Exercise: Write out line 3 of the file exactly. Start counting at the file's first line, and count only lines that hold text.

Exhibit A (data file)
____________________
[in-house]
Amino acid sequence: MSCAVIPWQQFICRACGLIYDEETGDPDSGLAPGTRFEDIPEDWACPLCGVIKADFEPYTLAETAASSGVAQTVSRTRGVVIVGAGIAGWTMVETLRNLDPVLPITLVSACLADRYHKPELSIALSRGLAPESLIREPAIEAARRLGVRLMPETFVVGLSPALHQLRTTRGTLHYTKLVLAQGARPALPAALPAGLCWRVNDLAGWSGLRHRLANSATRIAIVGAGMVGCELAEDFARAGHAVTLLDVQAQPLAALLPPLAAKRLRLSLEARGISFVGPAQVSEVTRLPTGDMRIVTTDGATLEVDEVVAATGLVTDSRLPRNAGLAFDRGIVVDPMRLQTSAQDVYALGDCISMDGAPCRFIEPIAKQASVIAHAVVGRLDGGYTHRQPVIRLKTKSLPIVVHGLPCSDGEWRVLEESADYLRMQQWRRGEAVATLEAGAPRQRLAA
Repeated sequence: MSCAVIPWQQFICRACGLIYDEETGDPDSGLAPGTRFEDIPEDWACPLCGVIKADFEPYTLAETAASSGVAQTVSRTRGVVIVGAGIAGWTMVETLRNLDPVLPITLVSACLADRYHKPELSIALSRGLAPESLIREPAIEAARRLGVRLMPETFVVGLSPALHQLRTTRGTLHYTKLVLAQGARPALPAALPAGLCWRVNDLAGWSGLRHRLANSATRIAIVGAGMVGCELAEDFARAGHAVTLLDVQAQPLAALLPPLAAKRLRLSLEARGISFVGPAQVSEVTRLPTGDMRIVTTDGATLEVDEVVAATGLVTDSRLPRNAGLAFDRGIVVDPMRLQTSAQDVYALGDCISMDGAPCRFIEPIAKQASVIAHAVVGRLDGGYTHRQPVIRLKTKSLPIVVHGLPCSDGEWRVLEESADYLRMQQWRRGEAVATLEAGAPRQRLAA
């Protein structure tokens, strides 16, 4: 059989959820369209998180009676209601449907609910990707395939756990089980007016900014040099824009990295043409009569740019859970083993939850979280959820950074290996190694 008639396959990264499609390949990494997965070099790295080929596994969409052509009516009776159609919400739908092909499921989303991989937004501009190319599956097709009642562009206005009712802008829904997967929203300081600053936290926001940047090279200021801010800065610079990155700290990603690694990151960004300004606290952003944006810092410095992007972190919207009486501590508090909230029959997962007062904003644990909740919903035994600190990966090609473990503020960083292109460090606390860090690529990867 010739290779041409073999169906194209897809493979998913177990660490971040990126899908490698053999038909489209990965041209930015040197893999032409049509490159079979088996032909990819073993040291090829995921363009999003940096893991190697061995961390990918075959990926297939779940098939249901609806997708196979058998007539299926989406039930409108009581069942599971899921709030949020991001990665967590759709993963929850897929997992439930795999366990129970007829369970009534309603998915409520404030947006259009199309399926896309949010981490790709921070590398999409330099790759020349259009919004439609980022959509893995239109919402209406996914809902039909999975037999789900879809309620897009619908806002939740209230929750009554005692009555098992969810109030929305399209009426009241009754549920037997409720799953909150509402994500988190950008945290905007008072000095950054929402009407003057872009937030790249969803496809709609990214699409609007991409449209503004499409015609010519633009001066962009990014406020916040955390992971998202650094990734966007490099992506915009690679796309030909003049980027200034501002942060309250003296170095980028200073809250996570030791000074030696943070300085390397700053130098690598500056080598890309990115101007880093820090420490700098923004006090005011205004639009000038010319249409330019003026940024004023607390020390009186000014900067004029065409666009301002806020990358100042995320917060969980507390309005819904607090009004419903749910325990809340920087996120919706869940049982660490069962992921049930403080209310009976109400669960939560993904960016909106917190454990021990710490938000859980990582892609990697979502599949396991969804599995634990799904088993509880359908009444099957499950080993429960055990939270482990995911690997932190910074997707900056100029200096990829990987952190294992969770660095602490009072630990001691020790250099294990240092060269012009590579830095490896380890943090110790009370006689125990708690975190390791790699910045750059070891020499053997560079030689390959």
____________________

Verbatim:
Repeated sequence: MSCAVIPWQQFICRACGLIYDEETGDPDSGLAPGTRFEDIPEDWACPLCGVIKADFEPYTLAETAASSGVAQTVSRTRGVVIVGAGIAGWTMVETLRNLDPVLPITLVSACLADRYHKPELSIALSRGLAPESLIREPAIEAARRLGVRLMPETFVVGLSPALHQLRTTRGTLHYTKLVLAQGARPALPAALPAGLCWRVNDLAGWSGLRHRLANSATRIAIVGAGMVGCELAEDFARAGHAVTLLDVQAQPLAALLPPLAAKRLRLSLEARGISFVGPAQVSEVTRLPTGDMRIVTTDGATLEVDEVVAATGLVTDSRLPRNAGLAFDRGIVVDPMRLQTSAQDVYALGDCISMDGAPCRFIEPIAKQASVIAHAVVGRLDGGYTHRQPVIRLKTKSLPIVVHGLPCSDGEWRVLEESADYLRMQQWRRGEAVATLEAGAPRQRLAA